generating said up-link carrier frequency and said pseudo-noise code unique to said first one of said plurality of mobile stations;
mixing said pseudo-noise code unique to said first one of said plurality of mobile stations with said up-link carrier frequency to generate a demodulation carrier signal;
mixing said demodulation carrier signal with said spread spectrum signal to generate a mixed signal;
integrating, according to a specified period, said mixed signal to generate an integrated result, said specified period having a reciprocal corresponding to differences in identification frequencies among each of said plurality of mobile stations; and
demodulating said integrated result and outputting a digital signal.
8. A system for performing up-link access using direct access spread spectrum communication, comprising:
a base station;
a plurality of mobile stations;
transmission means for transmitting data from a first of said plurality of mobile stations to said base station by mixing a pseudo-noise code modulated signal with an up-link carrier frequency to generate said data for transmission to said base station, said up-link carrier frequency comprised of a fixed carrier frequency shifted by a first identification frequency unique to said first of said plurality of mobile stations; and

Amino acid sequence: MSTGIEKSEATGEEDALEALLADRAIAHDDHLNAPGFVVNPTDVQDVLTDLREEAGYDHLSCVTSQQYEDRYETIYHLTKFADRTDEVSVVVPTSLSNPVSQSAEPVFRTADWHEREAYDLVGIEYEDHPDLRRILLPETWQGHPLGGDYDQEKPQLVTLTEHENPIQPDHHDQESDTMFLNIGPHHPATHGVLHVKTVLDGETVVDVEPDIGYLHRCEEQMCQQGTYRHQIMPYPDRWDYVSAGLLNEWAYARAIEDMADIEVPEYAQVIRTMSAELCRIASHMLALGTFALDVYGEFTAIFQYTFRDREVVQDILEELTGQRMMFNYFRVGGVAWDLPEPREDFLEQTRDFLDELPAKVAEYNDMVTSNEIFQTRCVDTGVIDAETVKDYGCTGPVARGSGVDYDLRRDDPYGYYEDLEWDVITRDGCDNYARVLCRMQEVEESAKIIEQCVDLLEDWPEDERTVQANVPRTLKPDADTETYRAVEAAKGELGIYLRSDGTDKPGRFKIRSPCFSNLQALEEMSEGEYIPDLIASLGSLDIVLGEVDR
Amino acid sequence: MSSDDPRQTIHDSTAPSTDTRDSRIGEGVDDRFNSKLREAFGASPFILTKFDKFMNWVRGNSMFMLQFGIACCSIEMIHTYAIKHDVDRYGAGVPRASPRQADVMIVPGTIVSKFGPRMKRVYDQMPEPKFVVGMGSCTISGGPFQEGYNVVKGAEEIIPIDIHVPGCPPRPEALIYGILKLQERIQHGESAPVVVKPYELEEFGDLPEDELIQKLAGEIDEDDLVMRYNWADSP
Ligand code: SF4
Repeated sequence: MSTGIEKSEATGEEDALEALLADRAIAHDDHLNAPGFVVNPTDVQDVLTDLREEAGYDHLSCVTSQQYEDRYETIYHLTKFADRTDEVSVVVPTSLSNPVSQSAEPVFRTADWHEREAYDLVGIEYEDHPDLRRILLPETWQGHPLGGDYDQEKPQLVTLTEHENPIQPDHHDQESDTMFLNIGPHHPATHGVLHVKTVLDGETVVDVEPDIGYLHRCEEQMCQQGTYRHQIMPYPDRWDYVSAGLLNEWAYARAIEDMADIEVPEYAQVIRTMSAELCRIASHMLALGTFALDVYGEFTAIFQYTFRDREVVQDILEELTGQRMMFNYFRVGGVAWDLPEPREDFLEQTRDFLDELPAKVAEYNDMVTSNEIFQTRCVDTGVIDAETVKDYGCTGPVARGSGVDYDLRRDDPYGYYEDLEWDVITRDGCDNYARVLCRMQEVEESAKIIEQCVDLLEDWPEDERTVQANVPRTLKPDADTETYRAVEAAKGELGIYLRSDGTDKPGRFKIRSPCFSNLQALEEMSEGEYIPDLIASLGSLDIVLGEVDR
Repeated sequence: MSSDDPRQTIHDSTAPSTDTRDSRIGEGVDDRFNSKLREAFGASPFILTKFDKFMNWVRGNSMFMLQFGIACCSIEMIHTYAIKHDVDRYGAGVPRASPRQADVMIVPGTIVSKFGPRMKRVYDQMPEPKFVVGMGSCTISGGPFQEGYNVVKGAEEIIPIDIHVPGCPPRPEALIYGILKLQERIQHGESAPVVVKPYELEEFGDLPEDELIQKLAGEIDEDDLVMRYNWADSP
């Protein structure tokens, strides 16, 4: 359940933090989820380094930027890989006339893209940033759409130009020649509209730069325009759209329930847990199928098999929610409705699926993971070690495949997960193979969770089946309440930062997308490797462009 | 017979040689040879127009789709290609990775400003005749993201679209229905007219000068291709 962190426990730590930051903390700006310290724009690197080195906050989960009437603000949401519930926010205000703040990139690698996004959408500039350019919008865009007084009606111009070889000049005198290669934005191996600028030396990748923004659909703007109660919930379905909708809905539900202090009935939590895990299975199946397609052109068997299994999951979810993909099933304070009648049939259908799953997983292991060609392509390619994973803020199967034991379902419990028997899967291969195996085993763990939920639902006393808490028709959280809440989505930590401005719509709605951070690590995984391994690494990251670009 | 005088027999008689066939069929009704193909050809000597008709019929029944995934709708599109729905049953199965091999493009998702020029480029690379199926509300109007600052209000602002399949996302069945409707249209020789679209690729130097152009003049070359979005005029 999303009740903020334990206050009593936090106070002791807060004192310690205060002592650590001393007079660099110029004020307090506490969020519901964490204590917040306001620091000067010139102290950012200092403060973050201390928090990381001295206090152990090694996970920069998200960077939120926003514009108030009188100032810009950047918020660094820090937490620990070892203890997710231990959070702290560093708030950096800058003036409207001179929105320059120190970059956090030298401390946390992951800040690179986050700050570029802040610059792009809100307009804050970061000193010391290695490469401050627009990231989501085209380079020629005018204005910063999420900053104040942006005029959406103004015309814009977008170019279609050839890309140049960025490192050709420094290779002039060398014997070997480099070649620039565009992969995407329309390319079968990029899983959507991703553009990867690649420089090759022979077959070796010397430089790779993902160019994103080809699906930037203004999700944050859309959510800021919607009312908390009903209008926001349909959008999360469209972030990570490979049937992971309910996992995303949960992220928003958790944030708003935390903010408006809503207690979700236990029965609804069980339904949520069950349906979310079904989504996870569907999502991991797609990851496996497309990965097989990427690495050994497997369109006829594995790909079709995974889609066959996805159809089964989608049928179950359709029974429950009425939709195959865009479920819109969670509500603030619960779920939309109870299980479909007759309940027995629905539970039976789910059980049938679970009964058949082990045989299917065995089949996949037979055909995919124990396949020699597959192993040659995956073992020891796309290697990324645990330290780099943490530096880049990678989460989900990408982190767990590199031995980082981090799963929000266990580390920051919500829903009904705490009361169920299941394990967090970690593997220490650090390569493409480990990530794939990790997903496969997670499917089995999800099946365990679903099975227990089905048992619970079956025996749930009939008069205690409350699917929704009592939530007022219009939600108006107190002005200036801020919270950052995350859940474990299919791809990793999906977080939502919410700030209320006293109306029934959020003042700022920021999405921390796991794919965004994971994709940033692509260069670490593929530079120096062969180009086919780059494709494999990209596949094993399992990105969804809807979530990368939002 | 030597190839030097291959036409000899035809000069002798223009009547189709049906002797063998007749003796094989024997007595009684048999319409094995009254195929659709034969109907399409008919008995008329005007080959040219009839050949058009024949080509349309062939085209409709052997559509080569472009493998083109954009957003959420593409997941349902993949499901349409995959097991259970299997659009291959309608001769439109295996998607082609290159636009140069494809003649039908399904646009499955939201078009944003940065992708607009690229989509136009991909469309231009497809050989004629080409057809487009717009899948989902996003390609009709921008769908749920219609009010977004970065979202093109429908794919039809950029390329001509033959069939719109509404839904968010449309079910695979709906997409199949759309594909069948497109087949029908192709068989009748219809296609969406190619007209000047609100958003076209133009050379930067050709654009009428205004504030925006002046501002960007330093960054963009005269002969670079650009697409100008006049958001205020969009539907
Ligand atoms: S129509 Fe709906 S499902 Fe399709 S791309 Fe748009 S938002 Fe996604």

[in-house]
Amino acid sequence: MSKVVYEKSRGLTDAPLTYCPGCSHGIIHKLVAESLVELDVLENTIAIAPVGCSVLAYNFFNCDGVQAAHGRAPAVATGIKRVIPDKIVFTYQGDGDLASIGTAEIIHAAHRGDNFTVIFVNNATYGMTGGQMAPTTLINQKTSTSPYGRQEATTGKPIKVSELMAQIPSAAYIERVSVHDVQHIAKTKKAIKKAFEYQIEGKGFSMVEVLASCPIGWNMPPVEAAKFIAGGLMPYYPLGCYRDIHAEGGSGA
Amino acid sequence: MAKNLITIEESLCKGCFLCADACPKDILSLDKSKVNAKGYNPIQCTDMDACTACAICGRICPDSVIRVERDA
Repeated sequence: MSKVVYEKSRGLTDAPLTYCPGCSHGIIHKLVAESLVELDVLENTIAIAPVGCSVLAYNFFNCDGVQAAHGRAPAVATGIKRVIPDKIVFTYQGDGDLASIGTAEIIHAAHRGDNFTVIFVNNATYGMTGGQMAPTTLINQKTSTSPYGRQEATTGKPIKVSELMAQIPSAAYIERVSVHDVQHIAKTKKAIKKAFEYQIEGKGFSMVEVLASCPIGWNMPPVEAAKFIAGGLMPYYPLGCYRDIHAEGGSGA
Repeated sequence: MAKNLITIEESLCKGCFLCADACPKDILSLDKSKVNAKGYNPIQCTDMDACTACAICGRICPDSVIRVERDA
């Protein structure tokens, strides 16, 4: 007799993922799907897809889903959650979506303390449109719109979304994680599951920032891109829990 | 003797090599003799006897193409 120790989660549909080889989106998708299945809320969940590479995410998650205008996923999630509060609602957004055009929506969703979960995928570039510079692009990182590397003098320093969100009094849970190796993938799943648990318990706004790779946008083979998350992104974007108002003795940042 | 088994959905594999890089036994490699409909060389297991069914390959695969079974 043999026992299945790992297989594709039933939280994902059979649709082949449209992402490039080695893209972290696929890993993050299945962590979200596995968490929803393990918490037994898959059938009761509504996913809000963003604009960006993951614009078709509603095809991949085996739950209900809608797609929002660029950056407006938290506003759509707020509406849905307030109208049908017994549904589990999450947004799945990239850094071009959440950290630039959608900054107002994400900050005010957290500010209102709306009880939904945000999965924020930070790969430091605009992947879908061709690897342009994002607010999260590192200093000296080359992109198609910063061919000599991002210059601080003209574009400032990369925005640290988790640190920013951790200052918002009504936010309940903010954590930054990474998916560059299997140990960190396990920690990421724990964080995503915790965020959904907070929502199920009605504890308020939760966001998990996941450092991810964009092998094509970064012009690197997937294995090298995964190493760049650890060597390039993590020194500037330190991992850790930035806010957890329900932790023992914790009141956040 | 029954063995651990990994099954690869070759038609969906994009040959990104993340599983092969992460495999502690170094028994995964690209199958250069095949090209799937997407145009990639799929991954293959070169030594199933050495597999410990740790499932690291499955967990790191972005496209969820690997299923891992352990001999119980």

receiving means for receiving at said base station said data transmitted from said transmission means, mixing said data with a demodulation carrier to generate a mixed signal and integrating said mixed signal according to a specified period, said specified period having a reciprocal equal to an integer multiple of said first identification frequency.
9. The system for performing up-link access as claimed in claim 8, further comprised of said transmission means for mixing a pseudo-noise code unique to said first of said plurality of mobile stations with base band data to generate said pseudo-noise code modulated signal.
10. The system for performing up-link access as claimed in claim 8, further comprised of each one of said plurality of mobile stations using a different identification frequency wherein differences among identification frequencies of the respective mobile stations are equal to integer multiples of the reciprocal of said specified period of integration.